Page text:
Jul 17, 2012

Broiled Frozen Vegetables

So I just recently found out my oven has a broiler. Do all ovens come with broilers? How do I not know this???

Maybe it's because I grew up in Africa (this is a great excuse for a lot of things, by the way), and a broiler was not a common feature on most ovens. That is, when we had ovens...One year we lived with only a stove top with two burners and I learned how to bake things over a tiny charcoal grill. I was volunteering at an orphanage and one of the thank-you gifts the orphanage director and his wife gave me was a makeshift tin oven. It sat over the coals and was about 2.5 feet in diameter and one foot high, with a removable lid. Here is a photo of a Liberian charcoal grill, or "coal pot" (with traditional Palm Butter sauce cooking on top), along with my skillful illustration of what my tin oven looked like. 

I quickly learned that baking with only a thin metal layer and a few inches between hot coals worked better with some things than others. For example; Casseroles = success! Cookies = fail. It was quite the adventure and kept me busy, to say the least.

So that's a bit of my culinary history. But I'm sure you are curious as to how I broil my frozen vegetables. Basically any vegetable can be broiled. Broiling, especially with a bit of onion, gives ordinary vegetables a real sophisticated taste. Like something you'd eat at a nice restaurant.  Many frozen vegetables are considerably cheaper than the fresh versions, so if you want to eat a lot of healthy veggies, but have a tight budget, frozen is the way to go with things like green beans, broccoli, and our favorite, the Normandy blend (broccoli, cauliflower, and carrots). The good news is most frozen veggies have the same nutrition value as their fresh counterparts. Also, according to Noursishing Traditions, cooking many veggies and eating them with a bit of butter, or a healthy oil like olive oil or coconut oil, actually makes their nutriants more accessible to our bodies. So it's really a win-win situation if you don't always want to eat raw veggies and you like to drown things in butter or olive oil, like me.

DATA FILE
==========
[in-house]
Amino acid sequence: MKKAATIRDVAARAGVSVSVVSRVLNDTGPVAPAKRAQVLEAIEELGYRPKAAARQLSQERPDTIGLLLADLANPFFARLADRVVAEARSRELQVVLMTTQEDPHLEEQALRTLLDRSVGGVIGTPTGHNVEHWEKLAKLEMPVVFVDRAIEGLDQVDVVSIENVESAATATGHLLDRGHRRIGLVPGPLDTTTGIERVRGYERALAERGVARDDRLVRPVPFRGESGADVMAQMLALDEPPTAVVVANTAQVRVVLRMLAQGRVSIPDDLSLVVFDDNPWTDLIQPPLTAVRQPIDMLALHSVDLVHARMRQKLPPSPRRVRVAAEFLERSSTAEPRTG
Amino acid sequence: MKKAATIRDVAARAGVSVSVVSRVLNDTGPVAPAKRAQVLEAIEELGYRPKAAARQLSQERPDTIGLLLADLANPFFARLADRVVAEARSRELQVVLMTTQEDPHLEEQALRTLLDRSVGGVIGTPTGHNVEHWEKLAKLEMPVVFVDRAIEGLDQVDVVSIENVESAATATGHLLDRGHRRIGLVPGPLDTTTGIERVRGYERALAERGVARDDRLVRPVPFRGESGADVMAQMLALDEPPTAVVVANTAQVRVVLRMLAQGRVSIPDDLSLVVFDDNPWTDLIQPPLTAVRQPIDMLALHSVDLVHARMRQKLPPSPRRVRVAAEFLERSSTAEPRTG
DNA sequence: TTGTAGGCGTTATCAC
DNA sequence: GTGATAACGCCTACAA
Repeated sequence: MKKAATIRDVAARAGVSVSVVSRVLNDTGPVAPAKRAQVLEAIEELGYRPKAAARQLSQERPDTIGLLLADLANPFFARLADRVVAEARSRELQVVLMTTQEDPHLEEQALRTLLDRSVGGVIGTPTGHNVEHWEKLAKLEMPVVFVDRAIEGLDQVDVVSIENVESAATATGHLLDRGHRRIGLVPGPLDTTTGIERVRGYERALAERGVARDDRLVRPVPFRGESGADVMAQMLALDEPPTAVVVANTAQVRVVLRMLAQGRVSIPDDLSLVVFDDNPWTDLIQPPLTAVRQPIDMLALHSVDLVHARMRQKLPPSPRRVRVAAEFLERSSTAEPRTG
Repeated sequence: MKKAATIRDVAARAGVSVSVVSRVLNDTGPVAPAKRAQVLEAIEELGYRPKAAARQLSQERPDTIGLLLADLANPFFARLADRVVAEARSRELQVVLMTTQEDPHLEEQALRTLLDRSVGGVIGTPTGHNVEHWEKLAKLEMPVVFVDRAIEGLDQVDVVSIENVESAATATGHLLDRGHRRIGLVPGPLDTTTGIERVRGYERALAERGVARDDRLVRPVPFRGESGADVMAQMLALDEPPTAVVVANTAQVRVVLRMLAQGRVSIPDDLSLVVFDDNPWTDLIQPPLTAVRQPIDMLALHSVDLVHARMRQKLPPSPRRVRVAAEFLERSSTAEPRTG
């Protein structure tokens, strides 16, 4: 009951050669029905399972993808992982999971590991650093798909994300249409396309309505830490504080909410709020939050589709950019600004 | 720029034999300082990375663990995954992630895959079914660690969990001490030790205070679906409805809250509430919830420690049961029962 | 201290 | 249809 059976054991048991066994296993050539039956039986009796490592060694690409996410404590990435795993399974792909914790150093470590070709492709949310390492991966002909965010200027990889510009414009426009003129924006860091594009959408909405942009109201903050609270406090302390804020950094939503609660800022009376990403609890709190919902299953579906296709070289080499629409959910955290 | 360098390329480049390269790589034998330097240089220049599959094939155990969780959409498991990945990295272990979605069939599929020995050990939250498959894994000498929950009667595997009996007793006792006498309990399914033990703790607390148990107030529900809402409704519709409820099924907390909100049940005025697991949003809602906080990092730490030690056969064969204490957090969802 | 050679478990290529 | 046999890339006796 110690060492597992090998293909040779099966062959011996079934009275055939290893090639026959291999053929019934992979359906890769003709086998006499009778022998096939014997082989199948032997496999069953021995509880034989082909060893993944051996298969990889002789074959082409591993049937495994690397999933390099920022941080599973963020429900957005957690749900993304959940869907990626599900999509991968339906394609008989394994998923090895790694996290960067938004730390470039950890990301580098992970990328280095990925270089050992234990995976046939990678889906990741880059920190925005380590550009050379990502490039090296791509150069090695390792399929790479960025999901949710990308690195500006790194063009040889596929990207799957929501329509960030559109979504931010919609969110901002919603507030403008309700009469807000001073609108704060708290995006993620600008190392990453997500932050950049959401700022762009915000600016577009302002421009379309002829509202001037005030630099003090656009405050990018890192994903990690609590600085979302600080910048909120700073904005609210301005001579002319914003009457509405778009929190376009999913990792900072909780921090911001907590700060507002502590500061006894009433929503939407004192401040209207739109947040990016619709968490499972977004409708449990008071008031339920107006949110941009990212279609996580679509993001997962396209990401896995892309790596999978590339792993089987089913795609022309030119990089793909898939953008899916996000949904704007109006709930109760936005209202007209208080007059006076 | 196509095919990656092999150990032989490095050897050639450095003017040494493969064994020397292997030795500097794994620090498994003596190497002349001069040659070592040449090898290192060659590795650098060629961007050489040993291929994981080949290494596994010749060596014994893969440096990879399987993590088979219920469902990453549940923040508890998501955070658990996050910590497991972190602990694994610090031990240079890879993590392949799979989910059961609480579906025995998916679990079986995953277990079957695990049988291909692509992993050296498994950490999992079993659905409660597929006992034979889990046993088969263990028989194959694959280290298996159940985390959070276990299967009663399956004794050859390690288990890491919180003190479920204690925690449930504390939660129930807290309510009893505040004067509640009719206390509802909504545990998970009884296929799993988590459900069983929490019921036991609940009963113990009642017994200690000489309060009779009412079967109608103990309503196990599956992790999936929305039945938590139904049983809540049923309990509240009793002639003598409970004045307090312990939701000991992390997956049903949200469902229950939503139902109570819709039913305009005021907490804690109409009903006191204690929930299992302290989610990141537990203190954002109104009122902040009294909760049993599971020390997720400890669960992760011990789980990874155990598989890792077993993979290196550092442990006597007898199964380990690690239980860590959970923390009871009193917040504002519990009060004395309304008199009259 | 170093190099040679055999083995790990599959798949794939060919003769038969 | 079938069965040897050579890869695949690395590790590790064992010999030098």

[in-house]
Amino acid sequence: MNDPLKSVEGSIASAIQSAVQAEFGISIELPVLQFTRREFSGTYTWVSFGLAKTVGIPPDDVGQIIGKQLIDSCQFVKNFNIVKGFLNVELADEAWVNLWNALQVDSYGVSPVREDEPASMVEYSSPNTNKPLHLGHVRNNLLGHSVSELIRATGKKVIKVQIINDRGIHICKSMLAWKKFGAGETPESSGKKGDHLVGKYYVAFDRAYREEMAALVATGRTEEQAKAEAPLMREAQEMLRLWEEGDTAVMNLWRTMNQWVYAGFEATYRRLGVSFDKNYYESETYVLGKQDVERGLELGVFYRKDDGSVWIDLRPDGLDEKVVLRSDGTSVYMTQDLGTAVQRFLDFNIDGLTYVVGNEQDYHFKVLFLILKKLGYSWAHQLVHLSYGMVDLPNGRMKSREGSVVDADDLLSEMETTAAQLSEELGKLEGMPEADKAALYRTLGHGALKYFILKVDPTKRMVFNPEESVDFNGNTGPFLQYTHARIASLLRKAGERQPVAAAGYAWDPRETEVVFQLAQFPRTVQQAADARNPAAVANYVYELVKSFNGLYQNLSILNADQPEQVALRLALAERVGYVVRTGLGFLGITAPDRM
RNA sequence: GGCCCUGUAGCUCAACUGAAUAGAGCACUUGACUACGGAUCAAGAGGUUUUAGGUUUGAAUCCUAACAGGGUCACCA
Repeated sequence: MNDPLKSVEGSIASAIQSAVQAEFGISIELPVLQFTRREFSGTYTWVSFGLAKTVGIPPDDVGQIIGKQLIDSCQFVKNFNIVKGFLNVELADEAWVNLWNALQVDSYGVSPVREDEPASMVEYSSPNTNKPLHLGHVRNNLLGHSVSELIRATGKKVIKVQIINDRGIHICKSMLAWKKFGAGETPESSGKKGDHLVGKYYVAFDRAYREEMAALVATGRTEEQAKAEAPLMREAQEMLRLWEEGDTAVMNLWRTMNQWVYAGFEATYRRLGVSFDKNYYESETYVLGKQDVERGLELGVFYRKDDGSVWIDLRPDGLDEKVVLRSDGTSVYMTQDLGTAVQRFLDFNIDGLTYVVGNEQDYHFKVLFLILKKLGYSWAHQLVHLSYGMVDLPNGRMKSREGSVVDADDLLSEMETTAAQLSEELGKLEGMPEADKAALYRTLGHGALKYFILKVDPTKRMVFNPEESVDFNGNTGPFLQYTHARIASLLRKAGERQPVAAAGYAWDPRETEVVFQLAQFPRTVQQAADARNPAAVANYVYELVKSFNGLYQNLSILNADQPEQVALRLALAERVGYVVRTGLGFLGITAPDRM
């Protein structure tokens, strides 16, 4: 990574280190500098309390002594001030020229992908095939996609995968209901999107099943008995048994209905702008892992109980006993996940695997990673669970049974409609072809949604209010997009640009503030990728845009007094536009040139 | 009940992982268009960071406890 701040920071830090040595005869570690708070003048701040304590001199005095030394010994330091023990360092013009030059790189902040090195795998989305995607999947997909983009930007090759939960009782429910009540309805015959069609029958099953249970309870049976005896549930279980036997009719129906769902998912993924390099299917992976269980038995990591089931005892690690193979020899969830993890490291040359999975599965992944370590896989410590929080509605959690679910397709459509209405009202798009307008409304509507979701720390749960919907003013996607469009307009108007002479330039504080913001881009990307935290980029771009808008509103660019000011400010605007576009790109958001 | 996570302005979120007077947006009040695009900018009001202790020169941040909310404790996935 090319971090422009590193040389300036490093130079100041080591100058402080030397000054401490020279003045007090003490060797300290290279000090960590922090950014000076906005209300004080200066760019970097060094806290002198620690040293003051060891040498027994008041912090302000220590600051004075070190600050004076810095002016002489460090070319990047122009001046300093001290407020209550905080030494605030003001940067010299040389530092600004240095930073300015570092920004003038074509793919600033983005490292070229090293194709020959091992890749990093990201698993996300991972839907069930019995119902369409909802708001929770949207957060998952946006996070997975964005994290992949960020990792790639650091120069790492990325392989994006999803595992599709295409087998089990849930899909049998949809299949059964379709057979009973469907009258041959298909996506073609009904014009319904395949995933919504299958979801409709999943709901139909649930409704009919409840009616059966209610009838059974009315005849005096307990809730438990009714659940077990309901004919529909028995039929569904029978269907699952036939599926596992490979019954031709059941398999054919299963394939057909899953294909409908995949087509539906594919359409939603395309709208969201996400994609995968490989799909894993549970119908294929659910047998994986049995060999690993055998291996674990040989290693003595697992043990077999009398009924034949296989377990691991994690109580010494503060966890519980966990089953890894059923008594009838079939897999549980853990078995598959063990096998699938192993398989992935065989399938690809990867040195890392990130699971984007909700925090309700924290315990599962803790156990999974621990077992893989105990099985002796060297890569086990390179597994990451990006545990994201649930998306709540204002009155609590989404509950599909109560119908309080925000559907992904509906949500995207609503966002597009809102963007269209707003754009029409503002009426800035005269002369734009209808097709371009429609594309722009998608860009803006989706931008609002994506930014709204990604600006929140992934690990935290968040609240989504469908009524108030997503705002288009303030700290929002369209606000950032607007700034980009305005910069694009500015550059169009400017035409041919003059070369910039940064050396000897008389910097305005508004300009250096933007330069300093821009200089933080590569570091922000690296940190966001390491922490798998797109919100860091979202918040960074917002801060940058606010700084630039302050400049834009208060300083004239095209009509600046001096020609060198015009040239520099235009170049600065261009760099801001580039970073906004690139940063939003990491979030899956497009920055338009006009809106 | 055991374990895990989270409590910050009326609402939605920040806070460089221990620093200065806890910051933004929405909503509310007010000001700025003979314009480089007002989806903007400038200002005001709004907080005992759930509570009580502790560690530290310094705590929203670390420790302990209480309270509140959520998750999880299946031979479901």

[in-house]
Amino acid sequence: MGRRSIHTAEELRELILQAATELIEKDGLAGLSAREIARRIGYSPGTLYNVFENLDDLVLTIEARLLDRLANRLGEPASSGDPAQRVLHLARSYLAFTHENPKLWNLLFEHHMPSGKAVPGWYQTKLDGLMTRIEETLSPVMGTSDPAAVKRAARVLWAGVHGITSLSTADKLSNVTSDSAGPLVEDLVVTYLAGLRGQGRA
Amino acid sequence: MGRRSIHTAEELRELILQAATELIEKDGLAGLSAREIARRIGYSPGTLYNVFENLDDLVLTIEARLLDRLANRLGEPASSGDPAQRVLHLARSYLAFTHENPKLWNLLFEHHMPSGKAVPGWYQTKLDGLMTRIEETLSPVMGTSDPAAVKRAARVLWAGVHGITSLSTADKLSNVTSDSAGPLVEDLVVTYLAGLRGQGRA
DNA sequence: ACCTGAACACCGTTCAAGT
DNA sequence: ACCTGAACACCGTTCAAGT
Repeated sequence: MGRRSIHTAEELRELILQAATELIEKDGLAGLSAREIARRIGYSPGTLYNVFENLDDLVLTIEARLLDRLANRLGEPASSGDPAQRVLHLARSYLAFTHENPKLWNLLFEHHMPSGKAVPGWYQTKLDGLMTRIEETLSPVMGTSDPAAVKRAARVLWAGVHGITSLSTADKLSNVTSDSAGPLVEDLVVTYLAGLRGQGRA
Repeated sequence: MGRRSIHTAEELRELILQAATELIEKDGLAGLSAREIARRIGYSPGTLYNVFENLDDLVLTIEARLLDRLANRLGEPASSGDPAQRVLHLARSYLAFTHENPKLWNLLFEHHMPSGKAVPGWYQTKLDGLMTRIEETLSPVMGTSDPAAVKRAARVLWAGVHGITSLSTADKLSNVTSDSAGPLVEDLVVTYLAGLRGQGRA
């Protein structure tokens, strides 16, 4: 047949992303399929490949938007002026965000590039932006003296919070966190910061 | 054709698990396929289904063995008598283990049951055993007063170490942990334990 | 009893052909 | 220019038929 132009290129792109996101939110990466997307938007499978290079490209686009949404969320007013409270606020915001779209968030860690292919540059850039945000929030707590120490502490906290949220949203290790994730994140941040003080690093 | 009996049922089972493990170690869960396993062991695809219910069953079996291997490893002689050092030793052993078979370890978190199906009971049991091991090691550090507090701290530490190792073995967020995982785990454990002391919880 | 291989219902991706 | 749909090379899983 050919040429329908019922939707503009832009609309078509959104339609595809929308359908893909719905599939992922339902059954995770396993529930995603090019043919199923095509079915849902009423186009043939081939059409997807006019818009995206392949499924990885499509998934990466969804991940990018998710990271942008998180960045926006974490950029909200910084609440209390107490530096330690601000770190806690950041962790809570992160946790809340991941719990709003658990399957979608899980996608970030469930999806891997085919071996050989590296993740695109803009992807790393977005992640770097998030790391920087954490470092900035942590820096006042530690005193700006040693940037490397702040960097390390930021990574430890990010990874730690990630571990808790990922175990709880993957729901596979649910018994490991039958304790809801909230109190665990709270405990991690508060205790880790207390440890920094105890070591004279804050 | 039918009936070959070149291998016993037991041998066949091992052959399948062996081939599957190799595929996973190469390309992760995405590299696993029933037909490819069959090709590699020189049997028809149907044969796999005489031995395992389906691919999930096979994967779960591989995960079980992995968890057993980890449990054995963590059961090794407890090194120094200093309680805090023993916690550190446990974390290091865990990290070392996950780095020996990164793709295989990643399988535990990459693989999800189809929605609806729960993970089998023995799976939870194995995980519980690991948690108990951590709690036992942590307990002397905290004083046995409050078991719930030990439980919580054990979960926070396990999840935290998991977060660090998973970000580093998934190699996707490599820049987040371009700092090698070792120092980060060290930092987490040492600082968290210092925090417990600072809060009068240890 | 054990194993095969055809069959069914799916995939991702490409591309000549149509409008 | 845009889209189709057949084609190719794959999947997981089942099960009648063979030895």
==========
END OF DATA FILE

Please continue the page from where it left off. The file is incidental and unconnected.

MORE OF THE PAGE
Broiled Frozen Vegetables

1 16 oz bag of frozen vegetables*
1 small to medium onion, thinly sliced
1/2 teaspoon salt
1/2 teaspoon pepper
4 to 6 teaspoons melted butter, coconut oil, or olive oil, divided

Arrange frozen vegetables (do not thaw) on a cookie sheet with an edge. Sprinkle onion, salt, and pepper over the top. Drizzle 3 teaspoons butter or oil evenly over everything. Broil on high, about 4 inches from the heat, for about 15 to 18 minutes, or until the onions and some of the vegetables start to develop some black edges. Place in a serving dish. Drizzle with remaining oil - up to 3 teaspoons. Toss to coat.

*Choose large frozen vegetables like green beans, broccoli, or mixes with broccoli, cauliflower and carrots, not tiny things like peas and cut up carrot blends.

Preparation time: 5 minutes. Cook time: 15-18 minutes. Servings: 2-4

Here we have broiled Normandy blend veggies to which I added some 
green beans, along with my Marinated Garlic Lime Chicken
This was my high protein/low carb dinner the other night.

It's that easy. The caramelized flavors are quite addictive and a whole bag of veggies will only feed me and my husband. If you are trying to eat a high protein/low carb diet, these vegetables and a serving of meat make a great meal.


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